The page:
“No one could imagine that women, the old and young would have to bear such violence.” Enio Mancini

Ma cos’è stata Sant’Anna di Stazzema?

Giulio Cavalli,  Left,  Agosto 2020

Lo racconta un superstite. Enio Mancini aveva 6 anni.

Non avevo ancora compiuto sette anni all’alba di quello splendido sabato estivo; niente faceva presagire ai circa quattrocento abitanti di Sant’Anna e agli oltre mille sfollati che si trattasse di un cupo giorno di terrore e di morte, il giorno del massacro di cinquecentosessanta vittime innocenti, delle quali circa centocinquanta erano bambini sotto i quattordici anni.

Mio padre aveva scorto le colonne naziste che scendevano dai passi montani sui borghi di Sant’Anna.

Prima di andare a nascondersi con gli altri uomini nel bosco, ci sveglio’ e ci invito’ a mettere in salvo la nostra “roba”.

Pensavamo si trattasse di un rastrellamento e temevamo l’incendio delle nostre case, come era avvenuto nel vicino paese di Farnocchia.

Nessuno immaginava che donne, vecchi e bambini avessero a subire violenze.

Poco dopo ecco entrare in casa un gruppetto di S.S., indossavano la tuta mimetica, erano armati fino ai denti e portavano l’elmetto sul capo; notammo che due nascondevano il volto con una specie di maschera e parlavano come noi.

Ci buttarono letteralmente fuori, non permettendoci di prendere nemmeno gli zoccoli e, mentre alcuni con strani attrezzi che lanciavano lunghe lingue d fuoco incendiavano la casa, altri ci condussero sull’aia che dominava il borgo di Sennari.

Li’ trovammo gia’ molte persone, ci addossarono contro un muro di una casa e iniziarono ad installare, su un poggio sovrastante, degli strani attrezzi, tipo treppiedi.

Qualcuno comincio’ a piangere e ad implorare per la disperazione; una vecchina, forse per ingenuita’ o per sdrammatizzare il momento, disse di non preoccuparci che forse stavano per farci una fotografia.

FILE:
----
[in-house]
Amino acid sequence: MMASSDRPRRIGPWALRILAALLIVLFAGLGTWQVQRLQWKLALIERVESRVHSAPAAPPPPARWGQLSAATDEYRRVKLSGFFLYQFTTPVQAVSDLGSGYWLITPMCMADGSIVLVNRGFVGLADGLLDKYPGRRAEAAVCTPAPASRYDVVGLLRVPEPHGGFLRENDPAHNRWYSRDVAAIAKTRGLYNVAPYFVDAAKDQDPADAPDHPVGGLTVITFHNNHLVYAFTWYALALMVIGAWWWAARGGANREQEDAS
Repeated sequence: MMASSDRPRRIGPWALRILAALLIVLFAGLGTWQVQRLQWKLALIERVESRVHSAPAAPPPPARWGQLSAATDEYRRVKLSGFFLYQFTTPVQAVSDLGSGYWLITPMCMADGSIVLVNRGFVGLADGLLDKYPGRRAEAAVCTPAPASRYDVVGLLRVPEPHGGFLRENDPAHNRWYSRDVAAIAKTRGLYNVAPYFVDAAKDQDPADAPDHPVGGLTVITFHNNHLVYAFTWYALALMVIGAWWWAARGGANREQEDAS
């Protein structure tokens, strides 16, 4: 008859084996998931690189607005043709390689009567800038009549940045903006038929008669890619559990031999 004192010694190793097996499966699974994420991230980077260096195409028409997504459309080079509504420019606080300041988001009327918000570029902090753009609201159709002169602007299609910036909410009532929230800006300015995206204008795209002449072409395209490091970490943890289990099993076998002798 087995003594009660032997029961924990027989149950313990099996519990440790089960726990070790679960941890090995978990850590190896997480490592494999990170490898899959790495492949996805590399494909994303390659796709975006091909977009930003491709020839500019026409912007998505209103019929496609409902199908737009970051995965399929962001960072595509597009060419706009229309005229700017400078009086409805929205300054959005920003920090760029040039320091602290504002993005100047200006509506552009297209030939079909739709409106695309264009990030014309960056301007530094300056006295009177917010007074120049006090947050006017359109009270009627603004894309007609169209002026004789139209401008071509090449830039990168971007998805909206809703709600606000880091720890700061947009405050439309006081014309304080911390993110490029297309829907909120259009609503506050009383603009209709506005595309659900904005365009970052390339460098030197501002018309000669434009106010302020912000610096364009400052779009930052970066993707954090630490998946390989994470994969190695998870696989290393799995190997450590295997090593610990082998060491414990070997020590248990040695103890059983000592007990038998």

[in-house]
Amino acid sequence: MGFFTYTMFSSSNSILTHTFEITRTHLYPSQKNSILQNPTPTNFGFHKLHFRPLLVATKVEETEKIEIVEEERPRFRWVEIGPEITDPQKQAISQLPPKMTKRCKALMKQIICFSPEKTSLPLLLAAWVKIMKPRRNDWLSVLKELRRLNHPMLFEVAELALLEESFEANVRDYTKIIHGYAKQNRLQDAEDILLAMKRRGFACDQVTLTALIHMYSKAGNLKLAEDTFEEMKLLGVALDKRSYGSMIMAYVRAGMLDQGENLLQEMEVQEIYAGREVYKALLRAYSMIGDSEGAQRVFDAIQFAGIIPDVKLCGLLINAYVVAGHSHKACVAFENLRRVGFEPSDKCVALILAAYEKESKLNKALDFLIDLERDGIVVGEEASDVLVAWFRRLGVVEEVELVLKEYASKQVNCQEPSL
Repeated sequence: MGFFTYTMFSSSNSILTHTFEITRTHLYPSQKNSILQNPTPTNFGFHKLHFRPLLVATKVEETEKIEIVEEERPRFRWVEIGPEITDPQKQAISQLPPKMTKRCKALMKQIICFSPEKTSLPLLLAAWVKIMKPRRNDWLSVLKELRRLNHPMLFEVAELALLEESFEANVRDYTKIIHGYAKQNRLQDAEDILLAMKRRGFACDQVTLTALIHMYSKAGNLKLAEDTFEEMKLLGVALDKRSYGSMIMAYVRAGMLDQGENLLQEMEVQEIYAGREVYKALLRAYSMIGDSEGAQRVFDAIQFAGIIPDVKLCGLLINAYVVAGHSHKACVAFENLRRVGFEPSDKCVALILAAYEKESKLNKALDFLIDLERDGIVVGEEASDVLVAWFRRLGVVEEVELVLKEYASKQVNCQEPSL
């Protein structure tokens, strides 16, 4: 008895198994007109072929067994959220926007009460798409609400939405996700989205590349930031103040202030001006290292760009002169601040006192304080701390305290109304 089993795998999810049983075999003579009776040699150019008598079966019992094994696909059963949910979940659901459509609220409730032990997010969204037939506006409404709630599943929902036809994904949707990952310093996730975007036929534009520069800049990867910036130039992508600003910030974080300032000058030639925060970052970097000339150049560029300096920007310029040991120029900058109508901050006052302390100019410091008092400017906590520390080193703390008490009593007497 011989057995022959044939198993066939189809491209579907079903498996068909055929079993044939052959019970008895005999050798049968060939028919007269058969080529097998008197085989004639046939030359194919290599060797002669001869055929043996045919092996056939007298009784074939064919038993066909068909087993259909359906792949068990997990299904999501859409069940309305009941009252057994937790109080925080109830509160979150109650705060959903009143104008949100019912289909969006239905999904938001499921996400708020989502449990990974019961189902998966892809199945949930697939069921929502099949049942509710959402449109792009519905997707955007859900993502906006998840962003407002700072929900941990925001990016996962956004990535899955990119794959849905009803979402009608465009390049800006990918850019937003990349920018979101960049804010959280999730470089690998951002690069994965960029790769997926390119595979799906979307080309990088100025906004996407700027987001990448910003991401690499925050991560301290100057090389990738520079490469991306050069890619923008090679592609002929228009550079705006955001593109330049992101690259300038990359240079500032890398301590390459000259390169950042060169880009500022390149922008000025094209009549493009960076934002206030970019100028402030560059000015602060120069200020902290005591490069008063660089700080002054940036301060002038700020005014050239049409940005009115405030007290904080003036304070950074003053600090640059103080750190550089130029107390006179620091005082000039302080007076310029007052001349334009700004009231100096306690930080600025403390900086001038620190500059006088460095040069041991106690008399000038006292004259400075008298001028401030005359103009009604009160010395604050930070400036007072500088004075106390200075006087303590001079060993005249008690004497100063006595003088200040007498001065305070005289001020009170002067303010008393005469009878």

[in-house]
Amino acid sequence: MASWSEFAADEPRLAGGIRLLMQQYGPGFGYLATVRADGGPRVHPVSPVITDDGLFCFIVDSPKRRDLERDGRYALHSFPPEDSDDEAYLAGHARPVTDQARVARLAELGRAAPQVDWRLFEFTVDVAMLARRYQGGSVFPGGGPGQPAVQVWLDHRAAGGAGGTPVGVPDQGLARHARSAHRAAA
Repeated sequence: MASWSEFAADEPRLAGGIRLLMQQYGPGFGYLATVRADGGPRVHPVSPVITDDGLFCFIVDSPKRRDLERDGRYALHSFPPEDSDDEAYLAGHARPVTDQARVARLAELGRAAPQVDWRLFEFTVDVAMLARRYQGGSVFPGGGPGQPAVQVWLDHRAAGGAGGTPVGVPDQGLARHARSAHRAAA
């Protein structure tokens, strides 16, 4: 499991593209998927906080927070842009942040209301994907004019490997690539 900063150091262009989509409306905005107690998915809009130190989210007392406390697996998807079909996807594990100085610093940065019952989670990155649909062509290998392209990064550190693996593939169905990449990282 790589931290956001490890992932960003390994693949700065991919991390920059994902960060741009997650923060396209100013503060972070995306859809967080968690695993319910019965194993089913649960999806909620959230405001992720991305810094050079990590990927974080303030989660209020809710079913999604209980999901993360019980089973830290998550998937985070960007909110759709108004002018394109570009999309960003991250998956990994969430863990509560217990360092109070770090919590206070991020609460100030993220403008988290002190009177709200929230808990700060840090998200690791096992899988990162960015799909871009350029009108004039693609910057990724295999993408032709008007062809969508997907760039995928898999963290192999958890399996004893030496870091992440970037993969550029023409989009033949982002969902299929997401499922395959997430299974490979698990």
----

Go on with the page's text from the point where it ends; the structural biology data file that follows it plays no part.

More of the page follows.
Quando anche la mitragliatrice fu montata e lo sgomento e la paura erano ormai generali, arrivo’ nell’aia un ufficiale tedesco, forse un generale, che imparti’ degli ordini in tedesco: “Raus… Valdicastello”, ripeteva.

Le spregevoli belve con il volto mascherato tradussero: l’ordine era quello di scendere verso Valdicastello.

Al nostro nucleo familiare si erano aggiunti la nonna materna, la zia e gli altri.

Scendendo, passammo davanti alle nostre case, ormai quasi completamente incendiate (si udiva ancora il muggito della mucca rimasta intrappolata nella stalla).

Decidemmo di non ubbidire all’ordine di scendere a Valdicastello, ma di nasconderci nei pressi, con la speranza di poter fare presto ritorno alle nostre case per salvare il salvabile.

Ci nascondemmo in un anfratto naturale che si trovava nella selva, duecento metri sotto casa.

Dopo circa mezz’ora si udirono quelle voci gutturali che si avvicinavano al nostro nascondiglio; lo sgomento fu totale, ci videro, erano una decina, alzammo le mani in segno di resa.

Ci incolonnarono e ci spintonarono lungo il sentiero che portava verso il centro del paese, verso la chiesa di Sant’Anna.

Malgrado le pedate e i colpi coi calci dei fucili nella schiena, si riusciva a procedere molto lentamente.

Alcuni, infatti, erano scalzi ed il sentiero era pieno di rovi e ricci di castagno.

Ad un certo punto decisero di proseguire (sembrava avessero molta fretta), lasciando di guardia un solo soldato che, nel frattempo, si era tolto l’elmetto dal capo; era molto giovane, quasi un adolescente e non ci faceva piu’ tanta paura.

Quando il gruppo dei tedeschi scomparve dalla nostra vista, il giovane soldato comincio’ ad impartirci degli ordini, che non capivamo, ma ci faceva anche dei gesti eloquenti.

Questi si’ erano facilmente intuibili: ci diceva di tornare velocemente indietro.

Salimmo il ripido pendio, si udi’ una scarica di arma automatica che ci fece trasalire, ci girammo di scatto temendo che ci stesse sparando addosso ed invece imbracciava il fucile verso l’alto e sparava verso le fronde dei castagni.

Si continuo’ a salire verso Sennari, mentre sul versante opposto, verso la chiesa, si udivano in un frastuono generale crepitio di spari, scoppi di bombe, tetti di case che crollavano, lamenti di animali che stavano bruciando vivi nelle stalle e poi si scorgeva il fuoco ed il fumo nero che proveniva da ogni direzione, da ogni borgo del paese.